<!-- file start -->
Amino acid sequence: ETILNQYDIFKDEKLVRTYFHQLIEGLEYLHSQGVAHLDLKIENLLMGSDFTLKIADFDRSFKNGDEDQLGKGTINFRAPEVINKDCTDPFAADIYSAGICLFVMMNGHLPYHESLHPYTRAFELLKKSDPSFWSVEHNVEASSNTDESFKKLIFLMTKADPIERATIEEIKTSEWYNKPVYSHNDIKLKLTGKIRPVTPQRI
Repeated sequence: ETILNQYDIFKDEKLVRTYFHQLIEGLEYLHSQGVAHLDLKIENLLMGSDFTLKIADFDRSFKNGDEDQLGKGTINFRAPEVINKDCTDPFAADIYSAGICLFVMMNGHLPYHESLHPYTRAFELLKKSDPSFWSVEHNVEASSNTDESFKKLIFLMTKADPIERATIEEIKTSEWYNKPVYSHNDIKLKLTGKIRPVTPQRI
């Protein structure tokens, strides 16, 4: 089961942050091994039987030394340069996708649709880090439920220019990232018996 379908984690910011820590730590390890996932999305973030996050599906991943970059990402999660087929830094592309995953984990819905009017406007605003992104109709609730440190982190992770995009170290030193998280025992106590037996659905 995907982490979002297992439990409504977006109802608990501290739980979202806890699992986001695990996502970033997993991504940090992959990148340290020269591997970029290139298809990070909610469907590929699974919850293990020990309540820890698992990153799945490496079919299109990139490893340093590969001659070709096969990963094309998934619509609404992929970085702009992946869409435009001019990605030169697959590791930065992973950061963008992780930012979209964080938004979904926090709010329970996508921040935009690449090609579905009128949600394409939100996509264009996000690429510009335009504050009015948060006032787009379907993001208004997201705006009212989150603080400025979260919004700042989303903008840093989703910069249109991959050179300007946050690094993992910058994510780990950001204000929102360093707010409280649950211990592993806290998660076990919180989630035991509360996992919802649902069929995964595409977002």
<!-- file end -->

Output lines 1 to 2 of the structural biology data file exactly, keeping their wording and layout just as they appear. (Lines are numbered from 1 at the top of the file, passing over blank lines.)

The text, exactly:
Amino acid sequence: ETILNQYDIFKDEKLVRTYFHQLIEGLEYLHSQGVAHLDLKIENLLMGSDFTLKIADFDRSFKNGDEDQLGKGTINFRAPEVINKDCTDPFAADIYSAGICLFVMMNGHLPYHESLHPYTRAFELLKKSDPSFWSVEHNVEASSNTDESFKKLIFLMTKADPIERATIEEIKTSEWYNKPVYSHNDIKLKLTGKIRPVTPQRI
Repeated sequence: ETILNQYDIFKDEKLVRTYFHQLIEGLEYLHSQGVAHLDLKIENLLMGSDFTLKIADFDRSFKNGDEDQLGKGTINFRAPEVINKDCTDPFAADIYSAGICLFVMMNGHLPYHESLHPYTRAFELLKKSDPSFWSVEHNVEASSNTDESFKKLIFLMTKADPIERATIEEIKTSEWYNKPVYSHNDIKLKLTGKIRPVTPQRI